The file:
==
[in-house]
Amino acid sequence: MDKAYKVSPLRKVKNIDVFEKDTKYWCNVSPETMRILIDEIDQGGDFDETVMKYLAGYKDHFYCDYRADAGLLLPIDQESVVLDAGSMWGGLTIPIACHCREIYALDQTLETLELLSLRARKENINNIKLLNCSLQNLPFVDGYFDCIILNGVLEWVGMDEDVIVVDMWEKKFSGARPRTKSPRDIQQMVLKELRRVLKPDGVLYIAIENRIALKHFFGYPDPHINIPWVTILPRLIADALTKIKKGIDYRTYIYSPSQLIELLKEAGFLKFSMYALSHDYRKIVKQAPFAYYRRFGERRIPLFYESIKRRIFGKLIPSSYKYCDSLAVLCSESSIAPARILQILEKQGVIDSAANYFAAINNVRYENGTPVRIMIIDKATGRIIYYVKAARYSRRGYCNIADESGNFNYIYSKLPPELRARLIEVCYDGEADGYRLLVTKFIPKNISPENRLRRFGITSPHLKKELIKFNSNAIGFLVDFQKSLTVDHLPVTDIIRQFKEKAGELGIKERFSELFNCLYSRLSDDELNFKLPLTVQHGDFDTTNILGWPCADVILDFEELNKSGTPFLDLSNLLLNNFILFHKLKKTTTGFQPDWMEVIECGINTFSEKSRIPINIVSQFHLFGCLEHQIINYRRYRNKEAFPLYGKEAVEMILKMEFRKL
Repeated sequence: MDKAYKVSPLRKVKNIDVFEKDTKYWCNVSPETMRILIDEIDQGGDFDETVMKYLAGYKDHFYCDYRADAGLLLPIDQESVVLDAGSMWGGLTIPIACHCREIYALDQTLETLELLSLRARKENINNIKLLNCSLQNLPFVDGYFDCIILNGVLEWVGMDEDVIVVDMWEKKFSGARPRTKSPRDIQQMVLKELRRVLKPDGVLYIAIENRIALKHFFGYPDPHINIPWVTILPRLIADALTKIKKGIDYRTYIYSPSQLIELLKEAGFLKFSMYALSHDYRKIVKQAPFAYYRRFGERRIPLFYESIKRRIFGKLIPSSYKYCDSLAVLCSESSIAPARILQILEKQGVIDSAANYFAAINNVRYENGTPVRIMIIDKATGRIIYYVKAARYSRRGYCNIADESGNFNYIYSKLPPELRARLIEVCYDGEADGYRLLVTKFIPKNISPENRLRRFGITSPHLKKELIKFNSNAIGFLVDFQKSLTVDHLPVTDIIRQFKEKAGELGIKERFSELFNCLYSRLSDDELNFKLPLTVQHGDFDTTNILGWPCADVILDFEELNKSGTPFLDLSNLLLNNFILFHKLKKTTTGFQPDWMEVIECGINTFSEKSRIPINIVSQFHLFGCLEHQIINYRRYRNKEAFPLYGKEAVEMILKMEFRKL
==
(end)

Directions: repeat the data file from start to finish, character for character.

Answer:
[in-house]
Amino acid sequence: MDKAYKVSPLRKVKNIDVFEKDTKYWCNVSPETMRILIDEIDQGGDFDETVMKYLAGYKDHFYCDYRADAGLLLPIDQESVVLDAGSMWGGLTIPIACHCREIYALDQTLETLELLSLRARKENINNIKLLNCSLQNLPFVDGYFDCIILNGVLEWVGMDEDVIVVDMWEKKFSGARPRTKSPRDIQQMVLKELRRVLKPDGVLYIAIENRIALKHFFGYPDPHINIPWVTILPRLIADALTKIKKGIDYRTYIYSPSQLIELLKEAGFLKFSMYALSHDYRKIVKQAPFAYYRRFGERRIPLFYESIKRRIFGKLIPSSYKYCDSLAVLCSESSIAPARILQILEKQGVIDSAANYFAAINNVRYENGTPVRIMIIDKATGRIIYYVKAARYSRRGYCNIADESGNFNYIYSKLPPELRARLIEVCYDGEADGYRLLVTKFIPKNISPENRLRRFGITSPHLKKELIKFNSNAIGFLVDFQKSLTVDHLPVTDIIRQFKEKAGELGIKERFSELFNCLYSRLSDDELNFKLPLTVQHGDFDTTNILGWPCADVILDFEELNKSGTPFLDLSNLLLNNFILFHKLKKTTTGFQPDWMEVIECGINTFSEKSRIPINIVSQFHLFGCLEHQIINYRRYRNKEAFPLYGKEAVEMILKMEFRKL
Repeated sequence: MDKAYKVSPLRKVKNIDVFEKDTKYWCNVSPETMRILIDEIDQGGDFDETVMKYLAGYKDHFYCDYRADAGLLLPIDQESVVLDAGSMWGGLTIPIACHCREIYALDQTLETLELLSLRARKENINNIKLLNCSLQNLPFVDGYFDCIILNGVLEWVGMDEDVIVVDMWEKKFSGARPRTKSPRDIQQMVLKELRRVLKPDGVLYIAIENRIALKHFFGYPDPHINIPWVTILPRLIADALTKIKKGIDYRTYIYSPSQLIELLKEAGFLKFSMYALSHDYRKIVKQAPFAYYRRFGERRIPLFYESIKRRIFGKLIPSSYKYCDSLAVLCSESSIAPARILQILEKQGVIDSAANYFAAINNVRYENGTPVRIMIIDKATGRIIYYVKAARYSRRGYCNIADESGNFNYIYSKLPPELRARLIEVCYDGEADGYRLLVTKFIPKNISPENRLRRFGITSPHLKKELIKFNSNAIGFLVDFQKSLTVDHLPVTDIIRQFKEKAGELGIKERFSELFNCLYSRLSDDELNFKLPLTVQHGDFDTTNILGWPCADVILDFEELNKSGTPFLDLSNLLLNNFILFHKLKKTTTGFQPDWMEVIECGINTFSEKSRIPINIVSQFHLFGCLEHQIINYRRYRNKEAFPLYGKEAVEMILKMEFRKL